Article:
We have 1.8 million EVs in California today, with the capacity to store about 18 gigawatts (GW) of power. Compare that to the Diablo Canyon Nuclear Plant — our largest single source of electricity in the state — with a maximum output of about 2.2 GW. And by 2030, we’ll have about 8 million EVs with about 80 GW of storage — more than the highest-ever demand during the September 2022 heatwave.

Senator Skinner’s SB 233 would establish the foundation for making our electricity more affordable, reduce reliance on polluting gas peaker plants, and make new or secondhand EVs more affordable. 

We need to enact other legislation to help move us towards a cleaner, more resilient, and reliable Grid for the Future, including:

  • AB 2256 (Friedman), which will keep rooftop solar growing by establishing its true value, including all its environmental and societal benefits like clean air, clean water, and energy resilience. 
  • AB 3107 (Connolly), which would explicitly clarify that microgrids are not electrical corporations and thus not subject to CPUC regulation and oversight. So, microgrids that cross public streets must only get approval from local authorities.

What about funding and implementing laws we’ve already passed and that were signed by the governor: SB 253 (Wiener) and 261 (Stern) for corporate climate accountability?

We need to enact SB 252 (Gonzalez) to divest billions of public employees’ and teachers’ retirement funds from fossil fuels. We need to stop the revolving door out of the CPUC and CEC to the very businesses they regulate — which is what AB 2054 (Bauer-Kahan) would achieve — and stop allowing ratepayer dollars to be used for lobbying against ratepayer and climate interests, per SB 938 (Min). We need to support AB 1499 (Hart), which would require California’s largest oil operators to plug 20 percent of their idle wells every year.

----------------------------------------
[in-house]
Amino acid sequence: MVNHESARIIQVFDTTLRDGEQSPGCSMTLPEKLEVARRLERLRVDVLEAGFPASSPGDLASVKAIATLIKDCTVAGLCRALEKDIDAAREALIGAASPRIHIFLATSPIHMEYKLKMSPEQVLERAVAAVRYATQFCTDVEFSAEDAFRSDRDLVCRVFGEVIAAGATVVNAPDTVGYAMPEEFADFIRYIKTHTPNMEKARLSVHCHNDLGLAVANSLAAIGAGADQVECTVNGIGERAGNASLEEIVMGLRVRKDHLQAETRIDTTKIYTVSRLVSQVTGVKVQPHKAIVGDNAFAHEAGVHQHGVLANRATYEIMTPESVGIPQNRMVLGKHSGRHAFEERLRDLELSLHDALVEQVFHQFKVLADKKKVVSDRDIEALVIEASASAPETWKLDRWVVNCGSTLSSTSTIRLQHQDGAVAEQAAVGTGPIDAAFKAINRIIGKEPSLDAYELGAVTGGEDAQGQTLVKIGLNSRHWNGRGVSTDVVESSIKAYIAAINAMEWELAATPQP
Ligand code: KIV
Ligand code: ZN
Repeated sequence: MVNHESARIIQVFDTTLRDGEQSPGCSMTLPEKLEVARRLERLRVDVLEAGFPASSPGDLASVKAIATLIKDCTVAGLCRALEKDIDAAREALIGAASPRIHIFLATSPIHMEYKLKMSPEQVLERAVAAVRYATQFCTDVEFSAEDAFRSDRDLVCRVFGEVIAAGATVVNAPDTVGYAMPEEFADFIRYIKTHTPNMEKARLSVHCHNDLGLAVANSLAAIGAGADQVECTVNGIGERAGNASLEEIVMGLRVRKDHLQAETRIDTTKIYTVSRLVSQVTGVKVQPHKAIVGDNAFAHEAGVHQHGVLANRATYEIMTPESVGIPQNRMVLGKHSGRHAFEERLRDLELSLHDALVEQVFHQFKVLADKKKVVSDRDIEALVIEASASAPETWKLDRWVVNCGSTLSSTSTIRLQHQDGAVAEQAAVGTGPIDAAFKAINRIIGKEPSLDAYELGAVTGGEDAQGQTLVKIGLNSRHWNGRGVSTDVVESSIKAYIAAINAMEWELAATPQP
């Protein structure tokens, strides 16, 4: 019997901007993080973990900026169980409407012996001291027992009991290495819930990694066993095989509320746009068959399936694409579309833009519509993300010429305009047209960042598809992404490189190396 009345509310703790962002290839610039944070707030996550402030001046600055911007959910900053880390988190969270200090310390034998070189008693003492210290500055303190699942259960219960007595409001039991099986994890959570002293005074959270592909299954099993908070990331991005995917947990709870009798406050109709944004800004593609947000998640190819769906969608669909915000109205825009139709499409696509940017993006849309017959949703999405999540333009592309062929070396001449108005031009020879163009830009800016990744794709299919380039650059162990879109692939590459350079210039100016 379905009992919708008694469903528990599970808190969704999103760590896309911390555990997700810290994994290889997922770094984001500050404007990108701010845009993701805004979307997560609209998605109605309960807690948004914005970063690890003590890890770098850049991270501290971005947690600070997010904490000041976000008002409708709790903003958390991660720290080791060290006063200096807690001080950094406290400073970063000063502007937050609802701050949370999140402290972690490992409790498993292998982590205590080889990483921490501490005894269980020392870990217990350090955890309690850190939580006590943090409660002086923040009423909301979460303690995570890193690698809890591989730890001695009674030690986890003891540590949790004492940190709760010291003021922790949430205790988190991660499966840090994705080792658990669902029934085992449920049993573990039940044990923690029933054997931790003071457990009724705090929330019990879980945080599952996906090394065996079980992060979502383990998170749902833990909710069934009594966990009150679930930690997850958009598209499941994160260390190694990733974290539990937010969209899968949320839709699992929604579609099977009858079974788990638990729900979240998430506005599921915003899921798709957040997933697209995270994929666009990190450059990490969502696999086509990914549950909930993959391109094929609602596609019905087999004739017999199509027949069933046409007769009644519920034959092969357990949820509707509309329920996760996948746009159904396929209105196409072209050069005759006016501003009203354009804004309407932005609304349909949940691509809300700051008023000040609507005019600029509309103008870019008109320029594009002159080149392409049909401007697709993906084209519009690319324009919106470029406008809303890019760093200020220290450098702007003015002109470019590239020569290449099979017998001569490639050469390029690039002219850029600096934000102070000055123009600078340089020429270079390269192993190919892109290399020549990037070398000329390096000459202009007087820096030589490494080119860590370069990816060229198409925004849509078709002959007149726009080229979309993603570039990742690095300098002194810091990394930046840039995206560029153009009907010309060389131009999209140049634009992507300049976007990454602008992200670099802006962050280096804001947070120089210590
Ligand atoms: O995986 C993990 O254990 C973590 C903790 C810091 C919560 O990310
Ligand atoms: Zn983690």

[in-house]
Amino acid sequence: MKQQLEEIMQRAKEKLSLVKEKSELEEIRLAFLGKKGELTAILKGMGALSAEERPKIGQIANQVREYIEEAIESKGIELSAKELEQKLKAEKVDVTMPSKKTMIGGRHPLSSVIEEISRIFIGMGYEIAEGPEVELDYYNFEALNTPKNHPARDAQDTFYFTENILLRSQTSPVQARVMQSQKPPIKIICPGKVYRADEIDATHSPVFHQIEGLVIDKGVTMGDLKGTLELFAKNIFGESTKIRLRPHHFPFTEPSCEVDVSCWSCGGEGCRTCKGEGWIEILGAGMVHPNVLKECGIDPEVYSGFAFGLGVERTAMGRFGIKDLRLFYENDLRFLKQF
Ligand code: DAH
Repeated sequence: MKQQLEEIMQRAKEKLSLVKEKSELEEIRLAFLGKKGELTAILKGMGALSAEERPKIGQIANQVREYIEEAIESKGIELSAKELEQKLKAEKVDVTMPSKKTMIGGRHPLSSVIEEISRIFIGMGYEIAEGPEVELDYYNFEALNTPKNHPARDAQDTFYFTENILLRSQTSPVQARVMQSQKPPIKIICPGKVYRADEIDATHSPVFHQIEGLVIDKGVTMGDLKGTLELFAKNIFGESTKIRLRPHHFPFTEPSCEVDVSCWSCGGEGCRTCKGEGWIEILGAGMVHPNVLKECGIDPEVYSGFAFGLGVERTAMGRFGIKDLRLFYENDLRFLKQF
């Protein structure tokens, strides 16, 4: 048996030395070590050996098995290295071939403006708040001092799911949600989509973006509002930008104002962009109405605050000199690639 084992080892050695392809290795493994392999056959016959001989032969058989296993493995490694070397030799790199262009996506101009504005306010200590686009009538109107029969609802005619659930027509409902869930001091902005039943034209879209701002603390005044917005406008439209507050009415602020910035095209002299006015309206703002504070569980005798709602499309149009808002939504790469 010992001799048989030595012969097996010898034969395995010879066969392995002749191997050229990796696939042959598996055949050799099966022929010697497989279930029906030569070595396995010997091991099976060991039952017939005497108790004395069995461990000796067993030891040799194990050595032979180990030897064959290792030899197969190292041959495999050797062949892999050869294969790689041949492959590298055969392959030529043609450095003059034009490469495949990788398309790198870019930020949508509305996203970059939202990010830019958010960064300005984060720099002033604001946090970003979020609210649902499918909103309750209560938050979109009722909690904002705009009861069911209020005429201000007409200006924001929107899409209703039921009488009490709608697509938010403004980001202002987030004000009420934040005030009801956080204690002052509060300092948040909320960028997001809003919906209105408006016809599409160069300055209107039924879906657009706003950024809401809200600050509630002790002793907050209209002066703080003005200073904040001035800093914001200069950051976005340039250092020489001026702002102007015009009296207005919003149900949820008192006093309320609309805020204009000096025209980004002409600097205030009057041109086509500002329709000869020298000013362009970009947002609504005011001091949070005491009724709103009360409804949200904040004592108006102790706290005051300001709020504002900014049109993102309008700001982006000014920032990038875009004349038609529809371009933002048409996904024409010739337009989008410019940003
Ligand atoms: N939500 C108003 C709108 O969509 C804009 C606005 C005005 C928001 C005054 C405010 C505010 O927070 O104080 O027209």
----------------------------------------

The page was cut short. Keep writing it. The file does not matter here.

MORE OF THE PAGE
We must also ensure we have a robust and equitable climate bond on the November ballot for clean air, resilient communities, healthy soils, food security, and more. We must pass a constitutional amendment that guarantees all Californians our right to clean air and water, ACA 16 (Bryan). We need to ensure that Big Oil’s lies don’t prevent the enactment of SB 1137 (Gonzalez) to establish health and safety zones around wells by actively supporting the ballot measure to keep the law the legislature passed.

And remember, the scientific prescription for getting back to a safe and stable climate requires not only cutting emissions in half by 2030, but also starting the drawdown — the removal — of hundreds of millions of tons of past climate pollution already in the atmosphere. That is a lot of carbon! It will take all the tools we have to get there, starting with major budget and bond investments in nature-based sequestration through healthy soils management, especially on agricultural lands, and climate-friendly habitat restoration and management. We will also reap their many co-benefits to help us cope with rapidly worsening extremes. 

As Carl Sagan beautifully wrote when looking at a photo of Earth from deep space, “If you look at it, you see a dot. That’s here. That’s home. That’s us. On it, everyone you ever heard of, every human being who ever lived, lived out their lives … In all this vastness, there is no hint that help will come from elsewhere to save us from ourselves. It is up to us … to deal more kindly and compassionately with one another and to preserve and cherish that pale blue dot, the only home we’ve ever known.” 

Working together we must and we will win! Thank you all!

The Climate Center’s Barry Vesser also contributed to these remarks.